If you are afraid of Wallace Stevens, that “ten-foot poet among inchlings,” you very soon won’t be. You will discover a body of poems rooted in a human world of seasons, weather, landscape, feeling, emotions, and rich sensory experience. With unsurpassed language, images and sounds, Stevens’s poems invite us to share his delight in the sensory:
“And deck the bananas in leaves / Plucked from the carob trees
Fibrous and dangling down, / Oozing cantankerous gum….”
At the same time the poems enchant us with their language and color, they disclose the poet’s engagement with ideas about the significance of art, the poet as the one who orders reality, and the reciprocal shaping of the imagination and the material world.
“They said, ‘You have a blue guitar, / You do not play things as they are.’
The man replied, ‘Things as they are / Are changed upon the blue guitar.’”
Here are the themes of each session:
Session 1: “Every time the bucks went clattering over Oklahoma”
Sound, color, music, and the poet who orders reality.
Session 2: “The hair of my blonde is dazzling, / As the spittle of cows threading the wind.”
Arresting images and the wonders of weather, seasons, and landscapes.
Session 3: “One is not a duchess / A hundred yards from a carriage.”
The dialectic between imagination and the material world.
Session 4: “We live in an old chaos of the sun… / Or island solitude, unsponsored, free”
The poet’s profound humanism and the redemptive gift of art.
Riva Berleant is one of those lovers of Wallace Stevens without professional qualifications, at least as a literary critic. She’s really an anthropologist (Professor Emerita, University of Connecticut). She hopes, nevertheless, that decades of soaking up Wallace Stevens has justly emboldened her to organize the colloquy and join in as an equal with the other participants. She does have a BA in English literature and has always been a dedicated reader. She lives in Castine.
Syllabus and Readings:
AS REVISED – October 6, 2022
Everyone should have a copy of The Collected Poems of Wallace Stevens. The latest edition is corrected (Vintage 2015, ISBN-13 : 978-1101911686), and will be available at Blue Hill Books at a discount for Colloquy registrants, but the edition doesn’t really matter. If you don’t mind a second-hand copy, there are many available. (ABE, Alibris, Thriftbooks). (First page numbers refer to the older edition; newer edition in italics)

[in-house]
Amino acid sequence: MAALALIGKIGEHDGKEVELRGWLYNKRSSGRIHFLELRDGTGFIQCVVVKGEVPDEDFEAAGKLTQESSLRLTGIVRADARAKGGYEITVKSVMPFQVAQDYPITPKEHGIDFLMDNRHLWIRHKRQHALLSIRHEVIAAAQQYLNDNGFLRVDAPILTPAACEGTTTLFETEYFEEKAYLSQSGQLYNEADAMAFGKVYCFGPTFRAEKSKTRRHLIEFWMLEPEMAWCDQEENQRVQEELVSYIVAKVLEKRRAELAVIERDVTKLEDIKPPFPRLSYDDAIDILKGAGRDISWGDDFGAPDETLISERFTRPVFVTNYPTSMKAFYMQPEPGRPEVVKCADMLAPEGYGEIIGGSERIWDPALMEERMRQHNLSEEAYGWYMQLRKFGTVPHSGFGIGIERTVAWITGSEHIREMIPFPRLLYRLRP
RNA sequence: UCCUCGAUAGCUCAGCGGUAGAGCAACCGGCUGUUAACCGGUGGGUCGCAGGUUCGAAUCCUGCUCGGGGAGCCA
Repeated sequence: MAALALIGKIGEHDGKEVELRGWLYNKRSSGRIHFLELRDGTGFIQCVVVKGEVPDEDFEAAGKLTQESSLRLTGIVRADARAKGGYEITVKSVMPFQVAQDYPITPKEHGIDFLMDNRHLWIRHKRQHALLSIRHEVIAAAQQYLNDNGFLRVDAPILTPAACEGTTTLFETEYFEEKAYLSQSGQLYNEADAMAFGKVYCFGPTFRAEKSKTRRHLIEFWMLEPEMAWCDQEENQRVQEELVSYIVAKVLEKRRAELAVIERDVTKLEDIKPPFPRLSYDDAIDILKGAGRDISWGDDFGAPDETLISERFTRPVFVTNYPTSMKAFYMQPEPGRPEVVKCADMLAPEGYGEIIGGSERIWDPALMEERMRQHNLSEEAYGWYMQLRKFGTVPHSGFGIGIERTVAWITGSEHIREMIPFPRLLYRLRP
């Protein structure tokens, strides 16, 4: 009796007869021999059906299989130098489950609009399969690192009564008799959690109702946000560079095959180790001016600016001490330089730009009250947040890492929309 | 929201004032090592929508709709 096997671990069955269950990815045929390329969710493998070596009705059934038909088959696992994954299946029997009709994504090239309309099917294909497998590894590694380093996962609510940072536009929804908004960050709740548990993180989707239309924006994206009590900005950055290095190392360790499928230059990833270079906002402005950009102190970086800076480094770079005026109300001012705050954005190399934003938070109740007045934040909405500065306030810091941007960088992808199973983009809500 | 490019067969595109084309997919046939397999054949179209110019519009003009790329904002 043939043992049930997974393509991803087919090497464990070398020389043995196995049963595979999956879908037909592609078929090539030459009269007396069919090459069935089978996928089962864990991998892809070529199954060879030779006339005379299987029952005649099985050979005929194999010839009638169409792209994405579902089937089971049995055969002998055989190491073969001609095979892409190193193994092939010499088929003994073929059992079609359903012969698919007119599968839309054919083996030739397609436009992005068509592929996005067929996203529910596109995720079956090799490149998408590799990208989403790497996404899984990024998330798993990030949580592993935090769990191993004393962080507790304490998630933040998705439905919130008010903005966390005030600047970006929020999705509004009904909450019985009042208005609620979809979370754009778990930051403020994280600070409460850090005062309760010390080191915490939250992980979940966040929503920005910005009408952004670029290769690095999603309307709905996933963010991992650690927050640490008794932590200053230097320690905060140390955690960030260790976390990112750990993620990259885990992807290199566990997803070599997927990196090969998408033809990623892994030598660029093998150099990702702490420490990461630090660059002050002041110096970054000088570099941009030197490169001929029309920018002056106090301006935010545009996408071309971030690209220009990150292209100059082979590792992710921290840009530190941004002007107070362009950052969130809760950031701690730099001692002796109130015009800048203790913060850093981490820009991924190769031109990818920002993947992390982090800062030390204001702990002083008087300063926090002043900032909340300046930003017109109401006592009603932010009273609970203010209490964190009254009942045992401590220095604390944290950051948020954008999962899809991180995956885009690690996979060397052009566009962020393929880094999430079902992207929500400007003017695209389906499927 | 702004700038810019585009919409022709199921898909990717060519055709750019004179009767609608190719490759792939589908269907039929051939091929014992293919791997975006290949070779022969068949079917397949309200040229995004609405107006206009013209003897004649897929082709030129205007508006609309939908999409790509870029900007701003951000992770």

Caveat: You can find interpretations of these poems by those who love Stevens and by those who join love with professional qualifications. Spurn them all, at least at first. Let’s trust our group and let each session be a fresh, cooperative exploration. Then, certainly, look at the critics afterward.
Session 1: Sound, color, music, and the poet who orders reality.
Earthy Anecdote (3) (3)
Disillusionment of Ten O’clock (66) (70)
Anecdote of the Jar (76) (81)
Peter Quince at the Clavier (Watch out! It’s longer and asks more of the reader.) (89) (96)
Session 2: Arresting images and the wonders of weather, seasons, and landscapes
Floral Decorations for Bananas (53) (57)
Depression before Spring (63) (67)
Snow and Stars (133) (141)
The Snow Man (9) (10)
Banal Sojourn (62) (66)
Thirteen Ways of Looking at a Blackbird ( 92) (99)
Session 3. The dialectic between imagination and the material world.
Mozart 1935 (131) (140)
The Sick Man (not included in Collected Poems – Here is a link to a copy of it)
The Emperor of Ice Cream (64) (68)
Sunday Morning: one of the great poems of the twentieth century (66) (71)
Ploughing on Sunday (20) (21)
Session 4. The poet’s profound humanism, the here-and-now, and the redemptive gift of art.
Theory (86) (93)
Anecdote of Men by the Thousand (51) (54)
The Apostrophe to Vincentine (52) (55)
The Brave Man (138) (147)
The Plain Sense of Things (502) (530)
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